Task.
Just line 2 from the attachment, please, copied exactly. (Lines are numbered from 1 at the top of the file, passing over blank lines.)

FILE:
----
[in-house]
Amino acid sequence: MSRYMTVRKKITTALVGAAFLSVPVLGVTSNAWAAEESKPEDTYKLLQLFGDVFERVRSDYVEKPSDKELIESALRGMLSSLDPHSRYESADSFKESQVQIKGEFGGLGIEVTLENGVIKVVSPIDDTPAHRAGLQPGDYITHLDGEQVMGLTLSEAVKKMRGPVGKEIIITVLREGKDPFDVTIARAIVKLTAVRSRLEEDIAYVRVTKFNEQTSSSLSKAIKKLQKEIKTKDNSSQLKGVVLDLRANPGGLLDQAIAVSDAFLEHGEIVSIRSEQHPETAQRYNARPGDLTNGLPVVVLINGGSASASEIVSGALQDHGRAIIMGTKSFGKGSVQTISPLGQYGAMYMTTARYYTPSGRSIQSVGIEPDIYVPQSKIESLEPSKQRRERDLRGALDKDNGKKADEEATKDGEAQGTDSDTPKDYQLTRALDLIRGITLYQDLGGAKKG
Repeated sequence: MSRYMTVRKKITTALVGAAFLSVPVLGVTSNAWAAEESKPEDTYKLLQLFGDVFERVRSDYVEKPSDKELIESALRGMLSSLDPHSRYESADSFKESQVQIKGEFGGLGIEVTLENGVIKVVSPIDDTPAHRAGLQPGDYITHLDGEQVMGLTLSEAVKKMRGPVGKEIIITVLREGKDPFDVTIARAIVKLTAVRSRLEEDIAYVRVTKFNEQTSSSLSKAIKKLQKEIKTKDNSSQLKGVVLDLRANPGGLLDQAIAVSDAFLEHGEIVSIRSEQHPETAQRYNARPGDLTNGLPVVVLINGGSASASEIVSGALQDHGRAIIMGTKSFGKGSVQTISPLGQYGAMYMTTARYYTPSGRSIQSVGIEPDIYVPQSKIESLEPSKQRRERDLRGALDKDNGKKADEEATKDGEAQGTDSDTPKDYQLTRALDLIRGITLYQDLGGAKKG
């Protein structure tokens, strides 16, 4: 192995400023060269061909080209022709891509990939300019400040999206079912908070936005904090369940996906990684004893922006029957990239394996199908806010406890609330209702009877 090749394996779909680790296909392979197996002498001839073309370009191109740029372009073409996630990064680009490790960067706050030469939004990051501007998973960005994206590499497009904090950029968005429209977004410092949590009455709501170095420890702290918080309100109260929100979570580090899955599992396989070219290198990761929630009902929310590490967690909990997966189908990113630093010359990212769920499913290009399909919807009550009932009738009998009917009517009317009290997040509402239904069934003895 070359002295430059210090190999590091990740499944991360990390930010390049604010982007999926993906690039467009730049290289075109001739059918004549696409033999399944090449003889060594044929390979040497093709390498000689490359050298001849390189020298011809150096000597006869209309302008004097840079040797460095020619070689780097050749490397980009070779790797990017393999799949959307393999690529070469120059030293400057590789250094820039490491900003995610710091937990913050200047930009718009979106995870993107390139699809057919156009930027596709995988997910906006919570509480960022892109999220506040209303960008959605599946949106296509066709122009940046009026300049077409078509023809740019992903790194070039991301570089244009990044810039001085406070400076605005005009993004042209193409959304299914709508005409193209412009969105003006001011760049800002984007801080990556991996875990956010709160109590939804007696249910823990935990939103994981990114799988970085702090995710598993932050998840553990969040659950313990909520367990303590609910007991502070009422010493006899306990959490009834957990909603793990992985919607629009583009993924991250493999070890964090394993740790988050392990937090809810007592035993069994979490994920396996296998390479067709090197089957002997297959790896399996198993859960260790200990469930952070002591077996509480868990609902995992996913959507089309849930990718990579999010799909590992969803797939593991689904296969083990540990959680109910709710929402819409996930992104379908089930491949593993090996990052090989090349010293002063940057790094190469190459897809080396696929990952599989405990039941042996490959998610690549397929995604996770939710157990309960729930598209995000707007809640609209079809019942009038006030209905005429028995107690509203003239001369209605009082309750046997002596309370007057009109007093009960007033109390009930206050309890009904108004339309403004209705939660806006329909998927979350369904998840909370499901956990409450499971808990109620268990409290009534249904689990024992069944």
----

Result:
Amino acid sequence: MSRYMTVRKKITTALVGAAFLSVPVLGVTSNAWAAEESKPEDTYKLLQLFGDVFERVRSDYVEKPSDKELIESALRGMLSSLDPHSRYESADSFKESQVQIKGEFGGLGIEVTLENGVIKVVSPIDDTPAHRAGLQPGDYITHLDGEQVMGLTLSEAVKKMRGPVGKEIIITVLREGKDPFDVTIARAIVKLTAVRSRLEEDIAYVRVTKFNEQTSSSLSKAIKKLQKEIKTKDNSSQLKGVVLDLRANPGGLLDQAIAVSDAFLEHGEIVSIRSEQHPETAQRYNARPGDLTNGLPVVVLINGGSASASEIVSGALQDHGRAIIMGTKSFGKGSVQTISPLGQYGAMYMTTARYYTPSGRSIQSVGIEPDIYVPQSKIESLEPSKQRRERDLRGALDKDNGKKADEEATKDGEAQGTDSDTPKDYQLTRALDLIRGITLYQDLGGAKKG